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The coronavirus has us safeguarding physical health, but don’t forget your financial health.

May 14, 2020

3 Min Read
Close up of business person using calculator, phone, and budget sheets
TAKE CONTROL: Bills will come due during a pandemic. Sit down and get control over your income and expenses. wichayada suwanachun /Getty Images

While there is much information surrounding COVID-19 with regard to mental and physical health, one University of Missouri agriculture economist says there is a need to look at the financial health of agriculture operations.

Focus on what you can control, advises Joe Horner, MU ag economist. He offers a few simple tips that may provide direction when analyzing farm finances:

Preserve cash to meet cash flow needs. Apply for unemployment if need be. Know your options if an off-farm worker carrying the family’s health care plan is laid off. Know your credit lines. You may need them.

Related: Complete coronavirus coverage

Add liquidity. Survive to thrive later. Use the Small Business Administration’s Paycheck Protection Program, available through your lender. PPP is open to farmers, and the application is simple. Funding is limited, so do not wait until it is too late.

Anticipate markets chaos. Processing plants may shut down temporarily to sanitize if workers test positive for the virus. Stay flexible on market timing.

Succession planning. Make sure your business can run without you. Do the legal paperwork to make clear who is second in charge to write checks, sign papers and make decisions.

Financial programs available

Rob Russell, MU Extension labor and workforce development director, recommends reviewing these programs that may help businesses and workers during these challenging times:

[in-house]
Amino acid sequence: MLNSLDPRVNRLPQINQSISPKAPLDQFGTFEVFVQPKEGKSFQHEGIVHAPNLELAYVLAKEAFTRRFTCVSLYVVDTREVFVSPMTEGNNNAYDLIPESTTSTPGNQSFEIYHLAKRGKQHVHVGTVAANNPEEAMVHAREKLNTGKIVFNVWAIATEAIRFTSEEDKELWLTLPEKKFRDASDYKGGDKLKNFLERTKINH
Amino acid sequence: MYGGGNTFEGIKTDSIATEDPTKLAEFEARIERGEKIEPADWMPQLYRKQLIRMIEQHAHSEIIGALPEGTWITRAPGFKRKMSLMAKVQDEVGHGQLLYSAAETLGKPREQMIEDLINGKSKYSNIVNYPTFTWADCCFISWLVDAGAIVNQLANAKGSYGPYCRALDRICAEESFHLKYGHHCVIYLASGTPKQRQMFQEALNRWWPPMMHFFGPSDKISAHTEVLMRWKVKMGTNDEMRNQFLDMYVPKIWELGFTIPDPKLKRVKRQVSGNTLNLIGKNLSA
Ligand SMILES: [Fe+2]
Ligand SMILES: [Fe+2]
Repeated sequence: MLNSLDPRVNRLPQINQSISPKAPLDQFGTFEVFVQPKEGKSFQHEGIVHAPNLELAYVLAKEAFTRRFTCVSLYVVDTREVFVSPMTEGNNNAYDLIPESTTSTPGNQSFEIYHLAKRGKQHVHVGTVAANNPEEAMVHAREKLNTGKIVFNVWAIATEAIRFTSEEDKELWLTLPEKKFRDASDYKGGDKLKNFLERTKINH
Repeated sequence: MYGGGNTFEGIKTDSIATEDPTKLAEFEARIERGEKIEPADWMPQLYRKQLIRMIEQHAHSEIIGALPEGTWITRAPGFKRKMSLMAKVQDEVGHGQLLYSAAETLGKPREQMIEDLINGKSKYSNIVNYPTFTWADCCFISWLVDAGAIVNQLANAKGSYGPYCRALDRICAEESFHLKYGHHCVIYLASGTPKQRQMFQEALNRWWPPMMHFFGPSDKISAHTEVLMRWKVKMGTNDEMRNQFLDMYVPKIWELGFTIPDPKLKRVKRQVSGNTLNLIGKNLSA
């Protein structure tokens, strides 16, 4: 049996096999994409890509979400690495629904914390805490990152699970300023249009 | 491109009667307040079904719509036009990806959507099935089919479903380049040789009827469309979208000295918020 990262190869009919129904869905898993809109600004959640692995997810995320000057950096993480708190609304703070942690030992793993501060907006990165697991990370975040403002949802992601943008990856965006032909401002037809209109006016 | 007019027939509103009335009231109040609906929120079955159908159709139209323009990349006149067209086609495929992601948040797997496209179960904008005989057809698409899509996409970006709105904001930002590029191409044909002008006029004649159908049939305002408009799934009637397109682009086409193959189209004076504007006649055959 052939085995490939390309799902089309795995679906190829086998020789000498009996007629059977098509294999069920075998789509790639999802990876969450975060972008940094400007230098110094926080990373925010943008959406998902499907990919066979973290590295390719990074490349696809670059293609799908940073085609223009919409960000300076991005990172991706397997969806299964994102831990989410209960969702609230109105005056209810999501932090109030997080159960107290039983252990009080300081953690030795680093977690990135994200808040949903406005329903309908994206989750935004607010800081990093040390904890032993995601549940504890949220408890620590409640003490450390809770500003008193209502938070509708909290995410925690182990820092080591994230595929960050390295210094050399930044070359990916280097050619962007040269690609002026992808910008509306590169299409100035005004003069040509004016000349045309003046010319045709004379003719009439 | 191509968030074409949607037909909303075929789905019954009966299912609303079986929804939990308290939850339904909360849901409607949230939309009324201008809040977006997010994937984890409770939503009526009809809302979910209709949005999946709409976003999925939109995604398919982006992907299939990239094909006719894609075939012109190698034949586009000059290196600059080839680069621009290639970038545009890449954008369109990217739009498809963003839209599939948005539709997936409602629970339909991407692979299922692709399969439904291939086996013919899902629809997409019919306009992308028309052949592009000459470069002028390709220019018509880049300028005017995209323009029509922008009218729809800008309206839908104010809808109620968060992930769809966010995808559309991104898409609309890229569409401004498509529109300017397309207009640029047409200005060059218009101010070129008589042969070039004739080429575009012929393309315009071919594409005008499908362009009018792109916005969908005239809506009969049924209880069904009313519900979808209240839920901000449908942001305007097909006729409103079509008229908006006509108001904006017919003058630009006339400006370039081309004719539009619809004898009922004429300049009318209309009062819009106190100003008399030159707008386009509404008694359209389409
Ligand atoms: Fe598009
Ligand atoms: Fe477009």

Paycheck Protection Program. This program is a loan for up to two times the average monthly payroll costs from the past year, plus 25% for additional expenses. These loans cover payroll expenses for eight weeks after the receipt of the loan, as well as select additional expenses. This loan is available through private lenders and can be forgiven under certain conditions.

Economic Injury Disaster Loans. These are open to small agribusinesses but not farms. These loans are available through the SBA.

Unemployment insurance. The waiting period for traditional unemployment benefits is waived. Workers who previously did not qualify for unemployment, such as independent contractors and self-employed people, may qualify for relief under the Pandemic Unemployment Assistance program. People who are out of work because of the pandemic will need to apply for benefits to determine their eligibility.

Care for your farm

Now, more than ever, farmers and agribusiness people need to protect their personal health to ensure the financial health of their operations, Horner says.

He recommends maintaining a physical separation of at least 6 feet to prevent the spread of the coronavirus on the farm. Divide workers and family members into teams that do not mix.

Also, keep what Horner calls a “closed herd” of people on the farm. Discourage on-site visitors and deliveries. Minimize face-to-face meetings. Disinfect shared areas and equipment.

Statistics show fewer cases of coronavirus in rural Missouri than in urban areas currently. However, farmers should assume that it could strike their operation either directly or indirectly. “Plan for sickness and expect disruptions,” Horner says.

Source: University of Missouri Extension, which is solely responsible for the information provided and is wholly owned by the source. Informa Business Media and all its subsidiaries are not responsible for any of the content contained in this information asset.

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